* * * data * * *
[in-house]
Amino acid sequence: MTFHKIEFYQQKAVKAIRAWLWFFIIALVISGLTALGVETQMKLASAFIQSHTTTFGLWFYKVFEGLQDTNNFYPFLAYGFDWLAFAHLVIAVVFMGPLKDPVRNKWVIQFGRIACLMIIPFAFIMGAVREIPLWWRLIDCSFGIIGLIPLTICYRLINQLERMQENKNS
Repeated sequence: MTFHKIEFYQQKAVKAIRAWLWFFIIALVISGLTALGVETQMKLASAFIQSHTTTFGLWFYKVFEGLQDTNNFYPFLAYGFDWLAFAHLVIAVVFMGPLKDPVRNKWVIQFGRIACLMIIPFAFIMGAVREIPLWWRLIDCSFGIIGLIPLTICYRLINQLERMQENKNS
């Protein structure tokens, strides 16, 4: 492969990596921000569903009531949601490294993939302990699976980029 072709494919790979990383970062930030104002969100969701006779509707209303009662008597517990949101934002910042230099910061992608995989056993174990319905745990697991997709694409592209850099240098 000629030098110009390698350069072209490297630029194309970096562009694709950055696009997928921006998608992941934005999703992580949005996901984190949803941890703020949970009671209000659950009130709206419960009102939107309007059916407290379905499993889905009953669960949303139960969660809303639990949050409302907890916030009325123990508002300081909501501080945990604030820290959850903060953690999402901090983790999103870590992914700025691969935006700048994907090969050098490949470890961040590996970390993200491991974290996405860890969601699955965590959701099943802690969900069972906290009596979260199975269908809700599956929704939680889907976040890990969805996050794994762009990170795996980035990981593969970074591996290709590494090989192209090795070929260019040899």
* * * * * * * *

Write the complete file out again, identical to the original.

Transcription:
[in-house]
Amino acid sequence: MTFHKIEFYQQKAVKAIRAWLWFFIIALVISGLTALGVETQMKLASAFIQSHTTTFGLWFYKVFEGLQDTNNFYPFLAYGFDWLAFAHLVIAVVFMGPLKDPVRNKWVIQFGRIACLMIIPFAFIMGAVREIPLWWRLIDCSFGIIGLIPLTICYRLINQLERMQENKNS
Repeated sequence: MTFHKIEFYQQKAVKAIRAWLWFFIIALVISGLTALGVETQMKLASAFIQSHTTTFGLWFYKVFEGLQDTNNFYPFLAYGFDWLAFAHLVIAVVFMGPLKDPVRNKWVIQFGRIACLMIIPFAFIMGAVREIPLWWRLIDCSFGIIGLIPLTICYRLINQLERMQENKNS
């Protein structure tokens, strides 16, 4: 492969990596921000569903009531949601490294993939302990699976980029 072709494919790979990383970062930030104002969100969701006779509707209303009662008597517990949101934002910042230099910061992608995989056993174990319905745990697991997709694409592209850099240098 000629030098110009390698350069072209490297630029194309970096562009694709950055696009997928921006998608992941934005999703992580949005996901984190949803941890703020949970009671209000659950009130709206419960009102939107309007059916407290379905499993889905009953669960949303139960969660809303639990949050409302907890916030009325123990508002300081909501501080945990604030820290959850903060953690999402901090983790999103870590992914700025691969935006700048994907090969050098490949470890961040590996970390993200491991974290996405860890969601699955965590959701099943802690969900069972906290009596979260199975269908809700599956929704939680889907976040890990969805996050794994762009990170795996980035990981593969970074591996290709590494090989192209090795070929260019040899």